NBER

Mariano Max Croce

Kenan-Flagler Business School
University of North Carolina at Chapel Hill
Campus Box #3490
Chapel Hill, NC 27559

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NBER Program Affiliations: IFM
NBER Affiliation: Research Associate
Institutional Affiliation: University of North Carolina at Chapel Hill

NBER Working Papers and Publications

November 2018Volatility Risk Pass-through
with Riccardo Colacito, Yang Liu, Ivan Shaliastovich: w25276
We develop a novel measure of volatility pass-through to assess international propagation of output volatility shocks to macroeconomic aggregates, equity prices, and currencies. An increase in country's output volatility is associated with a decrease in its output, consumption, and net exports. The average consumption pass-through is 50% (a 1% increase in output volatility increases consumption volatility by 0.5%) and it increases to 70% for shocks originating in smaller countries. The equity volatility pass-through is 90%, whereas the link between volatility of currency and fundamentals is weak. A novel channel of risk sharing of volatility risks can explain our empirical findings.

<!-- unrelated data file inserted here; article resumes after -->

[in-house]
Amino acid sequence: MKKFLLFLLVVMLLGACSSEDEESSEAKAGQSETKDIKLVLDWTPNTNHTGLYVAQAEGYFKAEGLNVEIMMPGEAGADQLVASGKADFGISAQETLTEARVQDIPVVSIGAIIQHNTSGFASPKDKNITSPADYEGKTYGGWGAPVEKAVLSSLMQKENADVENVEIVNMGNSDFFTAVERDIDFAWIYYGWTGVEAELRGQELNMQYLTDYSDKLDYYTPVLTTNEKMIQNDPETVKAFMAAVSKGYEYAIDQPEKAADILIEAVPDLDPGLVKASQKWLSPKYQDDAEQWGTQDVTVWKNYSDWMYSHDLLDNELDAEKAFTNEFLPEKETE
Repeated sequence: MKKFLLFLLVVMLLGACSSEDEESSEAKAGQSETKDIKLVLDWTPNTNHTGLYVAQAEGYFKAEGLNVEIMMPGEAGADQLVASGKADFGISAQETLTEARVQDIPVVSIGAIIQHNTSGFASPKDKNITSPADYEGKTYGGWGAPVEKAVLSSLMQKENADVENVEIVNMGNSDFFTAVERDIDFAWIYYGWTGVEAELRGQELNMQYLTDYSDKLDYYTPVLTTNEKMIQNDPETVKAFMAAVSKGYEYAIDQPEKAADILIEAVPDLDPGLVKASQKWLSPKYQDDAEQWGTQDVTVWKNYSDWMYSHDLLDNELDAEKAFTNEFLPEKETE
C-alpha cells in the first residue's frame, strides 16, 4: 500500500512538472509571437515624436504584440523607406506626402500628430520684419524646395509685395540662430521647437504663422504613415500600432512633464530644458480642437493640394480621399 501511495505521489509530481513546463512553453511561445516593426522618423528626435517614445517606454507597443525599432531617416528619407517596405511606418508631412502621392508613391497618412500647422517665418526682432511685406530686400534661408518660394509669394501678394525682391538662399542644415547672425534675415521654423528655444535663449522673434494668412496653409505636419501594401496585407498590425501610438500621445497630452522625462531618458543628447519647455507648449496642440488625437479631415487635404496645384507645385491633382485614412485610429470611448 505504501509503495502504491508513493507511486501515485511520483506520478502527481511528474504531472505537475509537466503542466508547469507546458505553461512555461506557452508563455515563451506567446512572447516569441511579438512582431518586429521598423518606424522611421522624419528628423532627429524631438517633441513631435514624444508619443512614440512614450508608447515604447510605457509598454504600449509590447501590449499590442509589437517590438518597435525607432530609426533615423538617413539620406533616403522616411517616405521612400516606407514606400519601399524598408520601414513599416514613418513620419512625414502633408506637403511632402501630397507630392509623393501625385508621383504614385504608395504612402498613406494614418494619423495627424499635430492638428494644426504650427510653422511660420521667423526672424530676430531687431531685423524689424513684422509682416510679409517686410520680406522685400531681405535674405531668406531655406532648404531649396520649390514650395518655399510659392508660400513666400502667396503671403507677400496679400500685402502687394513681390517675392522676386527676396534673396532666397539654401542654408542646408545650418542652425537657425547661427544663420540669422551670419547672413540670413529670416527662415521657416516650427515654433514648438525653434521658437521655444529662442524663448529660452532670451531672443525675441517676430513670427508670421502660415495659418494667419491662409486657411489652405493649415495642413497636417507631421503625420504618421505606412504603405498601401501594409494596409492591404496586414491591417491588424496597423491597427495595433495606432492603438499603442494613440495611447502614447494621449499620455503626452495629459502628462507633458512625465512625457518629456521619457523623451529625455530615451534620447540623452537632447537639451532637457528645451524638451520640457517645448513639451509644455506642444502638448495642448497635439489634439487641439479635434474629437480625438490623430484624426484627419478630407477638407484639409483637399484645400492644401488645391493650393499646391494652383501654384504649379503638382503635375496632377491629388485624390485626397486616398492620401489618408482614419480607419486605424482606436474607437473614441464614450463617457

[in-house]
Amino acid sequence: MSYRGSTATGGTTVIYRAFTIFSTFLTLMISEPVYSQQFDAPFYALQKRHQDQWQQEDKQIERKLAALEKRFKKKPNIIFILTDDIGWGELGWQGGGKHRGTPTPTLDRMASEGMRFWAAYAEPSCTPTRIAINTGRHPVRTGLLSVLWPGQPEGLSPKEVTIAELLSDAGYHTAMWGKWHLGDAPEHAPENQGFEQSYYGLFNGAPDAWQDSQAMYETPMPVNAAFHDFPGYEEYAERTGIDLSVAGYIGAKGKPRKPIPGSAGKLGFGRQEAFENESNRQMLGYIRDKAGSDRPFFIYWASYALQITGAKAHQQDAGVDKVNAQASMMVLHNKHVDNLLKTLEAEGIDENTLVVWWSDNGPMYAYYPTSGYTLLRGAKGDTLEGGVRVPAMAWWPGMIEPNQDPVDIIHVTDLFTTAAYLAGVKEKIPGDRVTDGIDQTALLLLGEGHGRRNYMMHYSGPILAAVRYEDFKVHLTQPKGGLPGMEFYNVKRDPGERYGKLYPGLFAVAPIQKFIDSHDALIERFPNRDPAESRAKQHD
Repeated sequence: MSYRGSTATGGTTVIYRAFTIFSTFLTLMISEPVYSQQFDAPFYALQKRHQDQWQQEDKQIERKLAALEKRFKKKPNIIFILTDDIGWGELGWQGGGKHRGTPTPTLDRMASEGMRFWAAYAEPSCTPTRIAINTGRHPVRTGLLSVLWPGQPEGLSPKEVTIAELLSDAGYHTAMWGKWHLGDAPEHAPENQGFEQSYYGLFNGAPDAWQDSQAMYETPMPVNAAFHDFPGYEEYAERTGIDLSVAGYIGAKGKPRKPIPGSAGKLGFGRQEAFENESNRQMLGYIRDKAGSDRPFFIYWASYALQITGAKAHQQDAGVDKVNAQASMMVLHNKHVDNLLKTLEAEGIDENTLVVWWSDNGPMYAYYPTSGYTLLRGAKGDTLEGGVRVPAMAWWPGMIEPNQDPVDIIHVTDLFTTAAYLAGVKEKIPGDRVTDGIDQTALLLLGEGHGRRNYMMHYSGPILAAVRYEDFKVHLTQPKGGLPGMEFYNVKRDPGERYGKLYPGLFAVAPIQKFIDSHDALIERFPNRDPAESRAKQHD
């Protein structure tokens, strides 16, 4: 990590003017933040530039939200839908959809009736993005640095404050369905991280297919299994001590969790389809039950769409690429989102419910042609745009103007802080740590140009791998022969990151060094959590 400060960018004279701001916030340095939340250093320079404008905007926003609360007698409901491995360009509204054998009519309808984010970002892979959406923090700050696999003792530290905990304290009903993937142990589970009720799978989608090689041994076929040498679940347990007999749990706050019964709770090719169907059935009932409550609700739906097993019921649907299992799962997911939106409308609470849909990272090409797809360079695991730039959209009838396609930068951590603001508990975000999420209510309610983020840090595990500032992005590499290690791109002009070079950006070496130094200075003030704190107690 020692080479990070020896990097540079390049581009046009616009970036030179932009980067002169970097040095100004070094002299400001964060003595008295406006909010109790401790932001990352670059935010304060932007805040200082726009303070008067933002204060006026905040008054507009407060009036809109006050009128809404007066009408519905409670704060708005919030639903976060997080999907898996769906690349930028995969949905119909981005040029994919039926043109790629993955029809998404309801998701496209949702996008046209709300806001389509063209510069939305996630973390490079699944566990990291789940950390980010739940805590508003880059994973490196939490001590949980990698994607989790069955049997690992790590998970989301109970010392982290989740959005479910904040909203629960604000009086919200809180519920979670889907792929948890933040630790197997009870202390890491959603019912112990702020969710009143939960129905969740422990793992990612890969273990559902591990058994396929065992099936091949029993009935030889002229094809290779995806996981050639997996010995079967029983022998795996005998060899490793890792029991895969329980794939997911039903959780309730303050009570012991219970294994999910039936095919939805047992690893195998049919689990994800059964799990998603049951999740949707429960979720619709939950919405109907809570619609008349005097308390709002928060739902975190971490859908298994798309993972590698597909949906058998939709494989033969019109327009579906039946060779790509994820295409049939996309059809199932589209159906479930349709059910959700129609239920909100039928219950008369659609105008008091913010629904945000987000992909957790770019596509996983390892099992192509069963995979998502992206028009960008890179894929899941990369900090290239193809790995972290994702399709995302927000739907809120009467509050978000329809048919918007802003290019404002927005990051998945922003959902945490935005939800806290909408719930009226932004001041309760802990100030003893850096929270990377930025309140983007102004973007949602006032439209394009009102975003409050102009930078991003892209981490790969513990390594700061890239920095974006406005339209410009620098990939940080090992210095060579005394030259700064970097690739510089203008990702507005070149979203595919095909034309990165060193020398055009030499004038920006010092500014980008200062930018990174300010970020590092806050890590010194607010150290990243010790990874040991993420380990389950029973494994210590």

February 2007Investor Information, Long-Run Risk, and the Term Structure of Equity
with Martin Lettau, Sydney C. Ludvigson: w12912
We study the role of information in asset pricing models with long-run cash flow risk. When investors can distinguish short- from long-run consumption risks (full information), the model generates a sizable equity risk premium only if the equity term structure slopes up, contrary to the data. In general, the short- and long-run components are unidentified. We propose a sparsity-based bounded rationality model of long-run risk that is both parsimonious and fully identified from historical data. In contrast to full information, the model generates a sizable market risk premium simultaneously with a downward sloping equity term structure, as in the data.

Published: Mariano M. Croce & Martin Lettau & Sydney C. Ludvigson, 2015. "Investor Information, Long-Run Risk, and the Term Structure of Equity," Review of Financial Studies, Society for Financial Studies, vol. 28(3), pages 706-742. citation courtesy of

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